Monday, August 04, 2008

The hunt for blurbs

This from The hunt for blurbs | Salon Books

I managed to beat the odds by finding an agent and a publisher for my own first novel. All seemed to be going well until, about six months before publication, my editor called to discuss the issue of blurbs. For the paperback version of my book, I'll have plenty of reviews with which to lard the back cover but, pre-publication, the first-time novelist needs quotes like "Genius!" or "Masterpiece!" or "Johnson writes like an angel!" from other, more established, writers in order to lure potential readers. Thus commenced the dreaded search for blurbs.

A very amusing, bittersweet article in Salon about the dreaded "blurb" hunt, which I am familiar with. It's not enough to have attained the book deal, now you have to deal with the naked spaces on the back of the book jacket and try and persuade people to glow and praise your writing.

I am lucky, I found three wonderful writers who did just that, and I am very grateful to them. But there's something vaguely humiliating about even asking - it's like saying "Say something nice about me, please!" Then they do, and you're thrilled, but somewhat disbelieving that this describes your writing. A very odd aspect to publishing. I presume originally the quotes were from reviews of the hardcover which they then added to the paperback, but now books often go straight to paperback, hence this strange, artificial process. I don't quite believe it will boost my readership at all... we will see. Anyone else have tales of the dreaded search for blurbs?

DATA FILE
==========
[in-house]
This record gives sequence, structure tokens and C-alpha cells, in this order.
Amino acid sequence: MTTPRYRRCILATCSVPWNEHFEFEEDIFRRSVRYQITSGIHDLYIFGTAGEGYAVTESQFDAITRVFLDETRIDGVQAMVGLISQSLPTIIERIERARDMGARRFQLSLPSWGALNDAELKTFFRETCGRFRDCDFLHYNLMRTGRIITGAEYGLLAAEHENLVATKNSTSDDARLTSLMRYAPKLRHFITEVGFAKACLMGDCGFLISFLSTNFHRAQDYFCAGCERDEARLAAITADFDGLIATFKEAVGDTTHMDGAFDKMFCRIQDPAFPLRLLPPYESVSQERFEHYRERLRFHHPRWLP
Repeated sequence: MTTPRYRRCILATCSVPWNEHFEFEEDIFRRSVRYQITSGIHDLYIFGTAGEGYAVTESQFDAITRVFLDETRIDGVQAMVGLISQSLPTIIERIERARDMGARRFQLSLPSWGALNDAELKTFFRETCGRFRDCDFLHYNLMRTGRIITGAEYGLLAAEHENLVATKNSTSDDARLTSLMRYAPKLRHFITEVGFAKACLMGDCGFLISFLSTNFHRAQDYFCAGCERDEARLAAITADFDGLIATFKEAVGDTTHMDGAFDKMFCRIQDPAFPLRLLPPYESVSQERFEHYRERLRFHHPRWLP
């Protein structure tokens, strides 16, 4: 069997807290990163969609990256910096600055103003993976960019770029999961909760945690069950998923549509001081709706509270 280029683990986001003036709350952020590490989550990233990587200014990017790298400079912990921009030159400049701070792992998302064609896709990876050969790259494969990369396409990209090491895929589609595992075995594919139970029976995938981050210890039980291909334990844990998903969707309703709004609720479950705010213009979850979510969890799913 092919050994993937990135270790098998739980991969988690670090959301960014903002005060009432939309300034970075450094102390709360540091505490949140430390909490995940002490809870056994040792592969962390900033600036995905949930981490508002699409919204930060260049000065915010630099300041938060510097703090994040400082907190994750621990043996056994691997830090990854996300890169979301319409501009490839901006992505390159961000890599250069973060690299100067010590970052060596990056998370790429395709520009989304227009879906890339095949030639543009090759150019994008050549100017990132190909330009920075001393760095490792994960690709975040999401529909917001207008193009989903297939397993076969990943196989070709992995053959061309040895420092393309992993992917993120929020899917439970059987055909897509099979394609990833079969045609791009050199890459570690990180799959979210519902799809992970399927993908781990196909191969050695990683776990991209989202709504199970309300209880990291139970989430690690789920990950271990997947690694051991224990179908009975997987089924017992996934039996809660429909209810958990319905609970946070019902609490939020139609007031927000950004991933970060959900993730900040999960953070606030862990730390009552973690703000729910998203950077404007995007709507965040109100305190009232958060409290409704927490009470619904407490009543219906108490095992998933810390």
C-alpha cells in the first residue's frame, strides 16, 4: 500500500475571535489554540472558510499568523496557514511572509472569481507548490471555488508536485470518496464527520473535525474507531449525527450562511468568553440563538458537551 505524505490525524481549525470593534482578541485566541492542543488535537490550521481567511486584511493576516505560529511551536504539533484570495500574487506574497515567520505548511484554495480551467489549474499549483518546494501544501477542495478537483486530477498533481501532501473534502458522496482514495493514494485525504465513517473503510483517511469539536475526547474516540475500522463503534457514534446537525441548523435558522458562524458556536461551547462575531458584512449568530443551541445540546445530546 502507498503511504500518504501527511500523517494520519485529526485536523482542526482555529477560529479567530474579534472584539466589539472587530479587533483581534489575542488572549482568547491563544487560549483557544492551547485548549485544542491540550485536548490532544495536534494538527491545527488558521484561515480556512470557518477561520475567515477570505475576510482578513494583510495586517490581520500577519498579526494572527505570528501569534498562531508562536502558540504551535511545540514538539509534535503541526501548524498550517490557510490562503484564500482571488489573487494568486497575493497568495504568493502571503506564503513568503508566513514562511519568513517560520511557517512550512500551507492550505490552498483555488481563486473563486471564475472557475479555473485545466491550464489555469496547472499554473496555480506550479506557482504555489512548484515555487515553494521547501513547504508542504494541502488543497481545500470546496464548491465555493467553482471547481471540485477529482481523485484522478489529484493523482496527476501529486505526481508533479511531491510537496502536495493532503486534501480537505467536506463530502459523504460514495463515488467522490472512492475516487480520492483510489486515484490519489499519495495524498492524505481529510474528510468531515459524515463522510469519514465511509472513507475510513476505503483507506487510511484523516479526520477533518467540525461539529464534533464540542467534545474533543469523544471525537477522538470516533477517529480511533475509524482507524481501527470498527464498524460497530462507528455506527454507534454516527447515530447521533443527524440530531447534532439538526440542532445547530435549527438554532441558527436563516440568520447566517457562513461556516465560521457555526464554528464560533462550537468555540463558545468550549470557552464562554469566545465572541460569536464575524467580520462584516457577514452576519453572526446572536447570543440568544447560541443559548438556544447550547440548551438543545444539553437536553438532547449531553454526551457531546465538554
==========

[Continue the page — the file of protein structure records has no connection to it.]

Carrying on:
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tqr said...

I got lucky as hell when one of the contributors to TOUCHING THE MONKEY: The best of sent an electronic version of the book to Scott Pack, who summarily read (I think he read it?) and blurbed all in about the span of 48 hrs! Thus, the book bears his name and words, whereas it would have had nothing of the sort, me being a first time publisher and all, innocent of all the sordid details.

Women Rule Writer said...

The problem is one usually has to ask writers one knows and they are hardly going to say 'She's rubbish and so is her book!' It's all a bit of a false bargain but many non-writers are ignorant of the fact, so it doesn't matter.

A writing friend of mine used a negative review quote on a new book, confounding the reviewer who said it and the press. It was hilarious and made a good talking point. (The same reviewer then gave him a brilliant review for the new book!!)

Tania Hershman said...

TQR - that is wonderful, lucky that you had a savvy contributor! Looking forward to reading the review of Touching the Monkey.

WRW - what a fantastic story, I LOVE that, I'd definitely do that myself, what did the negative review say? Was it really negative, like "Don't buy this book, it's dreadful"? I love it!

Women Rule Writer said...

I'll get the exact quote and tell you anon. WRW x